“Politics takes up 80% of my time” declared Kieran Holmes, Commissioner General of the Office Burundais des Recettes (OBR), speaking at an event in London hosted by Africa Research Institute which examined how tax collection and administration has been reformed in one of Africa’s poorest nations.
“It is not in everybody’s interest that the OBR does its job with efficiency and transparency. That is why the OBR could not do its job without uncompromising support from President Nkurunziza and his two deputies”, added Holmes.
The support and encouragement for OBR at the highest level was compared with Rwanda where the revenue authority was able to increase the tax-take by 700% in 2002-2010 – in part due to the resolute backing of President Kagame.
Kieran Holmes was joined on the panel by Domitien Ndihokubwayo, Deputy Commissioner General and Commissioner of Customs and Excise at the OBR, Chantal Ruvakubusa, Commissioner of Domestic Taxes and Non-Fiscal Revenues at the OBR, and Professor Mick Moore, Chief Executive of the International Centre for Tax and Development at the University of Sussex.
“Over 30 years, a practice developed in Burundi where people did not pay taxes, or they paid as little tax as possible. Then a new administration came along and asked people to pay more to the government in the form of taxation. It is understandable that some people resist. It is our job to explain to people that things have changed, and to put in place clear procedures for paying taxes”, said Dr Ndihokubwayo.
Despite some controversy surrounding the creation of the OBR, tangible results have been achieved. In 2012, tax revenues were 75% higher than in 2009 – a 25% increase in real terms. The contribution of tax to GDP had risen from 13.8% in 2009 to 16.7%. “In general, revenue authorities are better than governments at explaining to people and businesses why they should pay taxes”, noted Mick Moore.
The event marked the publication of Africa Research Institute’s latest report “For State and Citizen: Reforming revenue administration, in Burundi”, in which OBR’s senior management describe in detail the measures taken to reduce corruption, improve services, implement legislative reforms and widen the tax base. The authors make clear that the continued success of the OBR depends on a favourable political, business and legislative climate.
Notes to editors:
Africa Research Institute is an independent, non-partisan think-tank based in London. Our mission is to draw attention to ideas and initiatives that have worked in Africa, and identify new ideas where needed.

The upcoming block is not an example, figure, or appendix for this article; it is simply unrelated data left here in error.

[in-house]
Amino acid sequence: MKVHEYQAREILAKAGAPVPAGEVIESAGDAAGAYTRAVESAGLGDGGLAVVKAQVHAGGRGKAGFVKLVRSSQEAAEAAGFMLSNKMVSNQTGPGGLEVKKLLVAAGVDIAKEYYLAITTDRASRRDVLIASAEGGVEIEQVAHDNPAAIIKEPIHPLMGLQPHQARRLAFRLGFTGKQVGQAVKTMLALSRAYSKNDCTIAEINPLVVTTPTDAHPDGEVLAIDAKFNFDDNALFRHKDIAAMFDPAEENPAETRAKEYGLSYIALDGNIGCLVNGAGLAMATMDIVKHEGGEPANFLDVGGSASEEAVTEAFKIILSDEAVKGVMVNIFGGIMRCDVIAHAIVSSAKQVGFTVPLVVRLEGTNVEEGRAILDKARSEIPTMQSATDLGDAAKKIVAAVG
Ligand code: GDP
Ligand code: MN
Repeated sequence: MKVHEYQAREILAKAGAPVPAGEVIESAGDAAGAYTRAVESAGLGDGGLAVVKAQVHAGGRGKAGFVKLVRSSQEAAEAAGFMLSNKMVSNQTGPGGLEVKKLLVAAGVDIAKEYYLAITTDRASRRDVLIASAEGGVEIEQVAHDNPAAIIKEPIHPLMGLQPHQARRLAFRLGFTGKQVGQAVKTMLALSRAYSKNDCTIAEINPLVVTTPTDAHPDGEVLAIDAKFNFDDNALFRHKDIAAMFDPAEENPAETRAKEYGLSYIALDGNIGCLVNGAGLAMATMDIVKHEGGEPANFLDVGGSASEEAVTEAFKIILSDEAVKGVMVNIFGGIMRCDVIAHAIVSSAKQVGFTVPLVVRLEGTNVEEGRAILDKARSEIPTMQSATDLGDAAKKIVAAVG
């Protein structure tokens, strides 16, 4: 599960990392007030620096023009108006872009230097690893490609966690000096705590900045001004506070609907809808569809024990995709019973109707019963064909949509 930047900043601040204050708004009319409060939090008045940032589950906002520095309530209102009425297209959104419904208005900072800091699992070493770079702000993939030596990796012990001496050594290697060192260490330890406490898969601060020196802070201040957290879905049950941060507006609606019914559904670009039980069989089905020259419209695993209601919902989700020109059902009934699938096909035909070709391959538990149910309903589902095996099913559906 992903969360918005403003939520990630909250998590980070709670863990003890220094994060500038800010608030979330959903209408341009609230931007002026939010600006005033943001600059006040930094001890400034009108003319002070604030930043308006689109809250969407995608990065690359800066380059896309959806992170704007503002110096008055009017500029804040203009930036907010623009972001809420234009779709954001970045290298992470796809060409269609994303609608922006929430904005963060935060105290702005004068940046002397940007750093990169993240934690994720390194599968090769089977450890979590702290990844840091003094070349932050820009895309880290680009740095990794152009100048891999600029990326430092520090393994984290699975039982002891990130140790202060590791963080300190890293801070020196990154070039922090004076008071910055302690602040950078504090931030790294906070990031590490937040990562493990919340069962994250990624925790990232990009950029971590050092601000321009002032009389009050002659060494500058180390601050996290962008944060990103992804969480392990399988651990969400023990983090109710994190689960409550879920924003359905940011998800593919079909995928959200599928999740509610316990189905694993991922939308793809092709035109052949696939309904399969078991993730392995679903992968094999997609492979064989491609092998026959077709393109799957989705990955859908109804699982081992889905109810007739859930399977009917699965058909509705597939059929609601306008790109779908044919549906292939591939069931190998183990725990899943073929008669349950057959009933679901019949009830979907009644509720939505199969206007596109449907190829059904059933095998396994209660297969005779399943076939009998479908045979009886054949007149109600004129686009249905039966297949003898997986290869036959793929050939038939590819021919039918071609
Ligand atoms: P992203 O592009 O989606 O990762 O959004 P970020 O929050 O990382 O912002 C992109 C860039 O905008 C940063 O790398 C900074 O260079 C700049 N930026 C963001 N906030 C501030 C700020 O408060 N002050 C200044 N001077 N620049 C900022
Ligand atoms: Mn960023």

For State and Citizen: Reforming revenue administration, in Burundi can be downloaded from the Africa Research Institute website: http://www.africaresearchinstitute.org/publications/policy-voices/taxation-in-burundi/
About the publication
Tax is high on the agenda in Africa. At an international level, advocacy groups and the G8 have called for greater efforts to counter tax evasion and avoidance by multinational companies. But in many countries in sub-Saharan Africa, a similar – and arguably even more pressing – campaign is being waged to improve the capacity of the state to collect domestic revenues.
In Burundi, the prospects for improving tax administration could not have been more inauspicious. By 2009, following the cessation of a civil war that claimed more than 200,000 lives, Burundi’s GDP per capita was the lowest in the world at US$150. Four-fifths of the population subsisted below the US$1 income per day poverty line. The Transparency International East African Bribery Index listed Burundi as the most corrupt country in the region. The country’s tax department was named as the most corrupt institution.
Despite the signally inhibitive outlook, the government implemented a number of measures to improve financial management. These included the creation of a new semi-autonomous revenue authority – the Office Burundais des Recettes (OBR). In 2012, tax revenues were 75% higher than in 2009 – a 25% increase in real terms. The contribution of tax to GDP had risen from 13.8% in 2009 to 16.7%.
In this Policy Voice, the OBR’s senior management describe in detail how tax collection and administration has been reformed in one of Africa’s poorest nations. Their account highlights the actions taken to reduce corruption, improve services, implement legislative reforms and widen the tax base.
The authors are candid about the difficulties confronting the OBR. Among other things, tax exemptions remain too high and the costs of taxing much of the informal economy outweigh any financial benefit. The establishment, and continued success, of an efficient revenue authority is dependent on a favourable political, business and legislative backdrop.
Tax reform is about more than simply raising revenues for central government. Higher revenue will be essential for the health of the public purse. However, the judicious deployment of public funds will be critical for building a viable democracy in Burundi.